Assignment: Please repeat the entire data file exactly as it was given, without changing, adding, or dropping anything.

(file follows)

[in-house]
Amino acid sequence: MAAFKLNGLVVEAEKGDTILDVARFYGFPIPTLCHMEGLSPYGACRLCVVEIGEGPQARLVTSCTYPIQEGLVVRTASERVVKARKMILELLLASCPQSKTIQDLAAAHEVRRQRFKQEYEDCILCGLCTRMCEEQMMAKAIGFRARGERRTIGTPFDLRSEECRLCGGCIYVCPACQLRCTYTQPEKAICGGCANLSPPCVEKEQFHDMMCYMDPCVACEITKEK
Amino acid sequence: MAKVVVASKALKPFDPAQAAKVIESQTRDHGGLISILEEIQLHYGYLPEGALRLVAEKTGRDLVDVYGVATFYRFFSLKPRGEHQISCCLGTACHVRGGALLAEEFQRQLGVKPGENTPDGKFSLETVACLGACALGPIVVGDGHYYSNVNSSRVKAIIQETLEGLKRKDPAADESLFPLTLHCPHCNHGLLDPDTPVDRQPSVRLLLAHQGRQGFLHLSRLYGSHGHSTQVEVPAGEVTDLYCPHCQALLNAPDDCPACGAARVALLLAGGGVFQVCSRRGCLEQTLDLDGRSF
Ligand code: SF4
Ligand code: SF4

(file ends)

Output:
[in-house]
Amino acid sequence: MAAFKLNGLVVEAEKGDTILDVARFYGFPIPTLCHMEGLSPYGACRLCVVEIGEGPQARLVTSCTYPIQEGLVVRTASERVVKARKMILELLLASCPQSKTIQDLAAAHEVRRQRFKQEYEDCILCGLCTRMCEEQMMAKAIGFRARGERRTIGTPFDLRSEECRLCGGCIYVCPACQLRCTYTQPEKAICGGCANLSPPCVEKEQFHDMMCYMDPCVACEITKEK
Amino acid sequence: MAKVVVASKALKPFDPAQAAKVIESQTRDHGGLISILEEIQLHYGYLPEGALRLVAEKTGRDLVDVYGVATFYRFFSLKPRGEHQISCCLGTACHVRGGALLAEEFQRQLGVKPGENTPDGKFSLETVACLGACALGPIVVGDGHYYSNVNSSRVKAIIQETLEGLKRKDPAADESLFPLTLHCPHCNHGLLDPDTPVDRQPSVRLLLAHQGRQGFLHLSRLYGSHGHSTQVEVPAGEVTDLYCPHCQALLNAPDDCPACGAARVALLLAGGGVFQVCSRRGCLEQTLDLDGRSF
Ligand code: SF4
Ligand code: SF4